I’m gearing up to teach Video Game Culture and Theory for the third time. It’s a 200-level elective, with no prerequisites. Students will have taken a basic comp course, but some won’t have done any academic research yet. I’m conscious that some students may have difficulty switching from playing the games they want to play, as intensely or casually as they wish, to playing a (small) selection of games closely and critically.
I face similar issues in entry-level lit courses, where the students who have a strong attachment to one literary subgenre (and therefore think of themselves as avid readers) can be frustrated by the effort it takes to engage fully and critically with works that don’t match their personal tastes. But in there’s a self-selection in the English courses, so I can count on some level of professional interest (developing your own writing craft, gaining knowledge that will be useful to a future teacher). A games studies course attracts from a much wider pool.
Teaching about games should be easy. After all, students enjoy engaging with course content and have extensive personal experience with videogames. In reality, games education is surprisingly complex. We report on the results of a study that explored the challenges faced by instructors of games studies classes. Our results indicate that learning about games can be challenging for multiple reasons. For example, prior videogame experience often interferes with students’ abilities to reason critically and analytically about games. Students also have difficulties articulating their experiences and observations. We describe some solutions that instructors are adopting to overcome these challenges. We also describe common misconceptions about the knowledge of expert players and provide a characterization of what it means to have a naïve understanding of videogames. Finally, we draw attention to the issue that current game studies courses run the risk of limiting the diversity of people who could become game scholars. —Zagal and Bruckman, Game Studies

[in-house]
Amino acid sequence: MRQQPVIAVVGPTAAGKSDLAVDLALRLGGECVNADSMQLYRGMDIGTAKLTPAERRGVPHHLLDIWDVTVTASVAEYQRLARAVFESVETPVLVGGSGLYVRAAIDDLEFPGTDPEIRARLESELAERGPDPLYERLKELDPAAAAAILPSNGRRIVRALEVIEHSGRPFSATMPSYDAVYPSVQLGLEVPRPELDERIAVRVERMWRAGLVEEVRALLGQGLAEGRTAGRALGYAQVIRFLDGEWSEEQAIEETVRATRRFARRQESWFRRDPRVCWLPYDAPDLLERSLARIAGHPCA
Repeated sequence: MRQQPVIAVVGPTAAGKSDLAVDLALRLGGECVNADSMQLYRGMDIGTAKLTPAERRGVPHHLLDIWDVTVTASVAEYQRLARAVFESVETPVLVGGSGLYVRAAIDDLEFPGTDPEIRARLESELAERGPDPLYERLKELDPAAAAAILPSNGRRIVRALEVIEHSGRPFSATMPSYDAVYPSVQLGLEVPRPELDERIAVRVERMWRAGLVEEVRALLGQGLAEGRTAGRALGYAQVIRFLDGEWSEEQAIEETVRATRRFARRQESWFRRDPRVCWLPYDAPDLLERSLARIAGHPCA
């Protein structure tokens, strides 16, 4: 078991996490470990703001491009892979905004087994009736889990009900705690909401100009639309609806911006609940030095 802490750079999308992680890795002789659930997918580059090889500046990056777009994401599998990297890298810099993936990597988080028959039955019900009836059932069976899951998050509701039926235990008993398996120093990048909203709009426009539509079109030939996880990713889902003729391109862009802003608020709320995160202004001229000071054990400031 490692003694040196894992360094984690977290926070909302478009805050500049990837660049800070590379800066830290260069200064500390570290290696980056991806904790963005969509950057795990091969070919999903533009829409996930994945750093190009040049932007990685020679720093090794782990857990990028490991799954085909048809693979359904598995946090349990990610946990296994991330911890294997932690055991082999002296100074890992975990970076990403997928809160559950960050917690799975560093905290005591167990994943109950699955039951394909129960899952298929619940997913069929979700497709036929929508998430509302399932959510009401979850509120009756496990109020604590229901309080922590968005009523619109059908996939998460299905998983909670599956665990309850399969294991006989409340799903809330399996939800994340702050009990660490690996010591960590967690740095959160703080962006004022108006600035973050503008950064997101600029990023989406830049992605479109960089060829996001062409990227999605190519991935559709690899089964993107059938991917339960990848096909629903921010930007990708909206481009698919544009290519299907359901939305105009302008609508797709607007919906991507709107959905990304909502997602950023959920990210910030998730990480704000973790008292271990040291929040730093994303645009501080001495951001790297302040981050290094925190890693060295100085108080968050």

I have found some success starting with a reflective essay, then a traditional game review, and then New Games Journalism in order to construct a bridge from the purely personal (playing what you want, for precisely as long as you wish) to the social/promotional (where the discourse of reviews and fansites is focused on recommendations for purchases and tips for completion/mastery) and from there to the academic level (where we step back and examine how we use factors such as cultural context, personal values and taste, interface and hardware design to interpret the significance of our gaming experiences).